Eccentric hamstring strength deficit and poor hamstring-to-quadriceps ratio are risk factors for hamstring strain injury in football: A prospective study of 146 professional players

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Abstract

Objectives: The purpose of this study was to investigate whether preseason isokinetic strength measures were predictive of future HSI among professional football players. Design: Prospective cohort study, Level of evidence 2. Methods: A total of 169 professional players participated in a preseason isokinetic strength screening, followed by a 10-month competitive season. Testing protocol included the concentric performance of both knee flexion and extension at 60 deg s−1 and 240 deg s−1 and the eccentric performance of the knee flexor at 30 deg s−1. Strength deficits, bilateral differences, and hamstring to quadriceps strength ratios were computed. Univariate and multivariate logistic regressions were used to identify potential risk factors of HSI. Receiver operating characteristic (ROC) curves were used to investigate the sensitivity and specificity of the strength measures. Results: Forty-one acute HSIs were sustained, and 12% (n = 5) reoccurred within the study period. In the multivariate analysis, we have shown an association between the injury risk and eccentric hamstring peak torque below 2.4 N m kg−1 (OR = 5.59; 95% CI, 2.20–12.92); concentric H/Q ratio below 50.5% (OR = 3.14; 95% CI, 1.37–2.22); players with previous injury of HSI (OR = 3.57; 95% CI, 3.13–8.62). ROC analysis displayed an area under curve (AUC) of 0.77, indicating fair combined sensitivity and specificity of the overall predicting model. Conclusions: Professional football players with significant lower isokinetic hamstring strength, lower hamstring-to-quadriceps strength ratio, and a previous injury of HSI were linked to an increased risk of acute HSI.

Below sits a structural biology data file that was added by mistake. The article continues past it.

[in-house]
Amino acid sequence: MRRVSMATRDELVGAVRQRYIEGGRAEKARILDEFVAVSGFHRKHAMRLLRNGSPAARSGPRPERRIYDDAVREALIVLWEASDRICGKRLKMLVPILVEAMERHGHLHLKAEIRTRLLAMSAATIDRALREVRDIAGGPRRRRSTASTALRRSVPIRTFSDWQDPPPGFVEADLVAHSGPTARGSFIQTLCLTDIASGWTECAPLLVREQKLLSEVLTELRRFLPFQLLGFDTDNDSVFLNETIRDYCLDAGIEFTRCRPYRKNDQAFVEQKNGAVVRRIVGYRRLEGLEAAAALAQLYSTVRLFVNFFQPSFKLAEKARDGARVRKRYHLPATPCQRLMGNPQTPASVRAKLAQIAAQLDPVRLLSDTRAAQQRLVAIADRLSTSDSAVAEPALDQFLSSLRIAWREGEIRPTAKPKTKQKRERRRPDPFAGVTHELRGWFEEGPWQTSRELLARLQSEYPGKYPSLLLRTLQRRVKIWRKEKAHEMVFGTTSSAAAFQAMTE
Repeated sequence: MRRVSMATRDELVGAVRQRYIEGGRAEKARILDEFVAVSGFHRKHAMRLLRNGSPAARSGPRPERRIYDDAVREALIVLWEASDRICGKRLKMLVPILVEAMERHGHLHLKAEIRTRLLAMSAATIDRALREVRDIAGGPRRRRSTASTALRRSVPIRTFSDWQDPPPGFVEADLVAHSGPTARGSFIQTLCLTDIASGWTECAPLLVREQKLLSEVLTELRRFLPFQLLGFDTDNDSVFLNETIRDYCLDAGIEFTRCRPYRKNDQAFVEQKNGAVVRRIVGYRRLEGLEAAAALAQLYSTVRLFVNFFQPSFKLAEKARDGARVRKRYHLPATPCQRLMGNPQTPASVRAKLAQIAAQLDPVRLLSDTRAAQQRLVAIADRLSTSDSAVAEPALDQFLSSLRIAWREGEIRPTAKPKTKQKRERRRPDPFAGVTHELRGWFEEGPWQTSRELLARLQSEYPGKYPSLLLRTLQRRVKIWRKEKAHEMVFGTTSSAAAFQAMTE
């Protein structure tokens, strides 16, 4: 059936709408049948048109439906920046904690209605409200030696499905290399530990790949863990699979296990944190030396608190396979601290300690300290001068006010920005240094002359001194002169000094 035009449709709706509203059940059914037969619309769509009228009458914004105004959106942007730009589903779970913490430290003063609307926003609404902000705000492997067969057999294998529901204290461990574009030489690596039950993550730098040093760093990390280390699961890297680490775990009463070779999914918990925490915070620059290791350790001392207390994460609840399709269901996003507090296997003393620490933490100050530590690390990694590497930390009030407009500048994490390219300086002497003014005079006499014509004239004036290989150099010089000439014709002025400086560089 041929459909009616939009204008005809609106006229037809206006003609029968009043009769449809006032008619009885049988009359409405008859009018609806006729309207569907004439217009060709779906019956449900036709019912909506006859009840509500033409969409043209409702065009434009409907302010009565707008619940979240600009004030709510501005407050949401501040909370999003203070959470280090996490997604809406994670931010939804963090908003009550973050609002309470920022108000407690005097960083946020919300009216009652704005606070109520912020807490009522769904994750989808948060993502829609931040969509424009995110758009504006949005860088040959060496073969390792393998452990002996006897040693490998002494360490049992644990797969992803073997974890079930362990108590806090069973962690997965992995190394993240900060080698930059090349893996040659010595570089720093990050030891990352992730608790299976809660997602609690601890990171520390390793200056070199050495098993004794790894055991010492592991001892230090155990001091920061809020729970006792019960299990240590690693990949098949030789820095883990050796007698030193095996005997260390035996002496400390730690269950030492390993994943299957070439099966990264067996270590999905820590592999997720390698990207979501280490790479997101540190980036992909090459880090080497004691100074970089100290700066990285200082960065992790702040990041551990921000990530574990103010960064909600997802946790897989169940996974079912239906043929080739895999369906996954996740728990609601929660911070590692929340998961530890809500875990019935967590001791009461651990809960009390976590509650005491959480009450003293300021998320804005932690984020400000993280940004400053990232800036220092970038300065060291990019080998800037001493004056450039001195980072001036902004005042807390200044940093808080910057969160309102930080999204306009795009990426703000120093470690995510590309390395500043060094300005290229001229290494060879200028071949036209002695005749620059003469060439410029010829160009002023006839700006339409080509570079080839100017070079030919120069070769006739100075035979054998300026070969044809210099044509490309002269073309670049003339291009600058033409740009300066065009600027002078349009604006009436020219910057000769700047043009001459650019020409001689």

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APA

Lee, J. W. Y., Mok, K. M., Chan, H. C. K., Yung, P. S. H., & Chan, K. M. (2018). Eccentric hamstring strength deficit and poor hamstring-to-quadriceps ratio are risk factors for hamstring strain injury in football: A prospective study of 146 professional players. Journal of Science and Medicine in Sport, 21(8), 789–793. https://doi.org/10.1016/j.jsams.2017.11.017

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